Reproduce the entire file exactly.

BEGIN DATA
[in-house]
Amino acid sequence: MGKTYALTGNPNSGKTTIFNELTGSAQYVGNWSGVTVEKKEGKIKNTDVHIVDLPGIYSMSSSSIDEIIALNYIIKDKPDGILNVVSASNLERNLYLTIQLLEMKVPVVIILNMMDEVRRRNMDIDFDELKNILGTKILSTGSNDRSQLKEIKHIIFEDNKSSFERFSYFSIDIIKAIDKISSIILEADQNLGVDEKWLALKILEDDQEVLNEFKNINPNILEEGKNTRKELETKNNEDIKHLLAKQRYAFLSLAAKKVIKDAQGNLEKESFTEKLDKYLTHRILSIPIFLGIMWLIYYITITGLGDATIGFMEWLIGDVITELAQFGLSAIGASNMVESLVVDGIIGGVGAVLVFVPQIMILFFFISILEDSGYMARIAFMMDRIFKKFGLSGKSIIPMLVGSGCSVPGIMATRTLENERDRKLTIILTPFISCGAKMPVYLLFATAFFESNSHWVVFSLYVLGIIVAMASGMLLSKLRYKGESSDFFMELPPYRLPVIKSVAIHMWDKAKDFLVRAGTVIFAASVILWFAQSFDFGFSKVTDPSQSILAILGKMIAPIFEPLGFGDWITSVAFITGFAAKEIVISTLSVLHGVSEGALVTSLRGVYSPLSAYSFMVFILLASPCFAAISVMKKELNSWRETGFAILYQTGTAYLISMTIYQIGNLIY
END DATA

[in-house]
Amino acid sequence: MGKTYALTGNPNSGKTTIFNELTGSAQYVGNWSGVTVEKKEGKIKNTDVHIVDLPGIYSMSSSSIDEIIALNYIIKDKPDGILNVVSASNLERNLYLTIQLLEMKVPVVIILNMMDEVRRRNMDIDFDELKNILGTKILSTGSNDRSQLKEIKHIIFEDNKSSFERFSYFSIDIIKAIDKISSIILEADQNLGVDEKWLALKILEDDQEVLNEFKNINPNILEEGKNTRKELETKNNEDIKHLLAKQRYAFLSLAAKKVIKDAQGNLEKESFTEKLDKYLTHRILSIPIFLGIMWLIYYITITGLGDATIGFMEWLIGDVITELAQFGLSAIGASNMVESLVVDGIIGGVGAVLVFVPQIMILFFFISILEDSGYMARIAFMMDRIFKKFGLSGKSIIPMLVGSGCSVPGIMATRTLENERDRKLTIILTPFISCGAKMPVYLLFATAFFESNSHWVVFSLYVLGIIVAMASGMLLSKLRYKGESSDFFMELPPYRLPVIKSVAIHMWDKAKDFLVRAGTVIFAASVILWFAQSFDFGFSKVTDPSQSILAILGKMIAPIFEPLGFGDWITSVAFITGFAAKEIVISTLSVLHGVSEGALVTSLRGVYSPLSAYSFMVFILLASPCFAAISVMKKELNSWRETGFAILYQTGTAYLISMTIYQIGNLIY